President Obama has repeatedly decried the U.S. trade embargo against Cuba’s communist regime, most recently during his just-concluded visit to the island.
Yet his administration insists it has no plans to reconsider a half-century-old law that’s arguably more counterproductive with respect to political and economic change on the island: the Cuban Adjustment Act.
Signed by President Lyndon B. Johnson in 1966, the act offers Cubans haven in the United States on much easier terms than those available to people fleeing other repressive or impoverished nations, in recognition of the uniquely totalitarian system Fidel Castro built. Cubans who reach U.S. soil and stay for a year get legal residency, without the usual immigrant visa application and regardless of how they arrive.
The Cuban Adjustment Act has been a magnet for thousands escaping the grim realities of Cuba — even if it means risking one’s life in a flimsy boat on the Caribbean Sea. Under the “wet foot, dry foot” policy, adopted after negotiations with Cuba to end a migration crisis 22 years ago, rafters intercepted by the Coast Guard on the water may be returned to Cuba, but those who make it to U.S. shores can stay.
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Just three days before Obama arrived in Havana, a cruise ship rescued 18 starving and dehydrated Cubans packed into a 30 foot boat in the Gulf of Mexico about 130 miles west of Naples; nine others had died at sea.
The Castro regime blames these deaths on the Cuban Adjustment Act and demands its repeal — but this is pure hypocrisy. People would never take such risks if life under Cuban communism was bearable. The hundreds of thousands of Cubans who have left since 1959 bespeak the failure of the “Revolution.” And though Havana cannot admit it, the Cuban Adjustment Act probably helps stabilize the Cuban regime.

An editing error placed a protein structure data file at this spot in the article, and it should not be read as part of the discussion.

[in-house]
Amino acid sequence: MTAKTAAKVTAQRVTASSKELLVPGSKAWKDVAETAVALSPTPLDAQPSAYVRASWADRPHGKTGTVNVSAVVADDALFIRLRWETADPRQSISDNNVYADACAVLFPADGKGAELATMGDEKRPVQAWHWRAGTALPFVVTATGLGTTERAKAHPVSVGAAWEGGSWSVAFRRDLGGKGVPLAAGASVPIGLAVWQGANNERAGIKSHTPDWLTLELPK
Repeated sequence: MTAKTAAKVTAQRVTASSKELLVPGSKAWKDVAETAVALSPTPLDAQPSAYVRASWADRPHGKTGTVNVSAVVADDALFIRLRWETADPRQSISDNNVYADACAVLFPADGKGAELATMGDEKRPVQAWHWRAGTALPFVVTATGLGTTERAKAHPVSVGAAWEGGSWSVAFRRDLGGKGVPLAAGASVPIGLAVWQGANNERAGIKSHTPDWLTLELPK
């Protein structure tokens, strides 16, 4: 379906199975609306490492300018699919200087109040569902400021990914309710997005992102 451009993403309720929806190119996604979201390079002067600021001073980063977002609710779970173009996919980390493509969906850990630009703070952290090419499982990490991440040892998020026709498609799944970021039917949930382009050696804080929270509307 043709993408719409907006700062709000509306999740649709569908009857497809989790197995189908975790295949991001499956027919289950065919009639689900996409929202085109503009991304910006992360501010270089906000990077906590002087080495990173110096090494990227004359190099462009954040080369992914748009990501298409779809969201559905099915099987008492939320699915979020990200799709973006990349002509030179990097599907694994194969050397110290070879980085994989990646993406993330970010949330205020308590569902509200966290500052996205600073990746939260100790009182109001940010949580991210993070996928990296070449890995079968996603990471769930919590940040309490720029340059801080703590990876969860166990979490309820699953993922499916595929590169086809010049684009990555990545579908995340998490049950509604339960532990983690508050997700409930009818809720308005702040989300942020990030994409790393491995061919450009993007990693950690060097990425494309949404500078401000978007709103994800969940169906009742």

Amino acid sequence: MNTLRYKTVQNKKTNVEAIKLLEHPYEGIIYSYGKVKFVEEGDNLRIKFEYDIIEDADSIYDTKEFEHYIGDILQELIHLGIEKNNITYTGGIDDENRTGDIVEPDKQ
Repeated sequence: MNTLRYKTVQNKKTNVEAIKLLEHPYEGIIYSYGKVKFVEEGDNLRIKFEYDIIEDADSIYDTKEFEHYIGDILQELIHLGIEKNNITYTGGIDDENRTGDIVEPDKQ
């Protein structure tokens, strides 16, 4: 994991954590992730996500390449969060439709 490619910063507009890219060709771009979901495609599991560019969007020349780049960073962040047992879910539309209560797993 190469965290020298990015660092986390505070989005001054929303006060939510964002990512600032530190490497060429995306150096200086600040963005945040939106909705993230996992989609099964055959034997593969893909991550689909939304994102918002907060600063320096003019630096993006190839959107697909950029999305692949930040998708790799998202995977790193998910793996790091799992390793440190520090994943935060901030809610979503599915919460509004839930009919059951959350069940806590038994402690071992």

Emigration has served as a safety valve, enabling the regime to export the discontent it produces so efficiently.
To the extent Cubans are focused on leaving their country — and as anyone who has visited Cuba can tell you, dreaming and scheming to get out, not baseball, is the people’s true obsession — they are not focused on resisting its repressive system.
Many try the limited regular channels such as applying for one of the 20,000 immigrant visas the United States offers each year, or for political asylum in the United States or elsewhere. The regime’s control of passports, criminal records and other necessary documents gives it day-to-day leverage over these people while they wait, sometimes for years.
For many others, though, the prospect of legal residency under the Cuban Adjustment Act tips the risk-benefit balance in favor of the expensive, hazardous extra-legal voyage via the sea or overland through Latin America.
Once in the United States, Cubans send back hundreds of millions of dollars in remittances, which help to pacify an otherwise restless populace and from which the government takes a cut.
On balance, the Cuban Adjustment Act encourages and helps individual Cubans to escape poverty and repression, even as it enables the Cuban regime to continue impoverishing and repressing society.
Sooner or later, therefore, the Cuban Adjustment Act must change if Cuba is to change. But it won’t be easy to reform or repeal such a measure. The moment Obama, or a successor, asked Congress to change the law, there would be a chaotic rush to the exits in Cuba as thousands tried to get out while the getting was still good.
In fact, Cubans already fear that U.S.-Cuba normalization portends the Cuban Adjustment Act’s end; as a result, the Coast Guard reports “a steady increase in illegal maritime migration attempts from Cuba to the southeastern U.S.”
The United States needs a new immigration policy that’s still generous toward Cubans but better focused on the regime’s neediest victims — and that helps Cubans put domestic political pressure on Raúl Castro’s regime, not just escape it. Unable to inspire the Cuban people’s loyalty, and less able to manipulate their yearning for exit, Castro, or his successors, might finally have to heed their voices.
Charles Lane is a member of The Washington Post editorial board.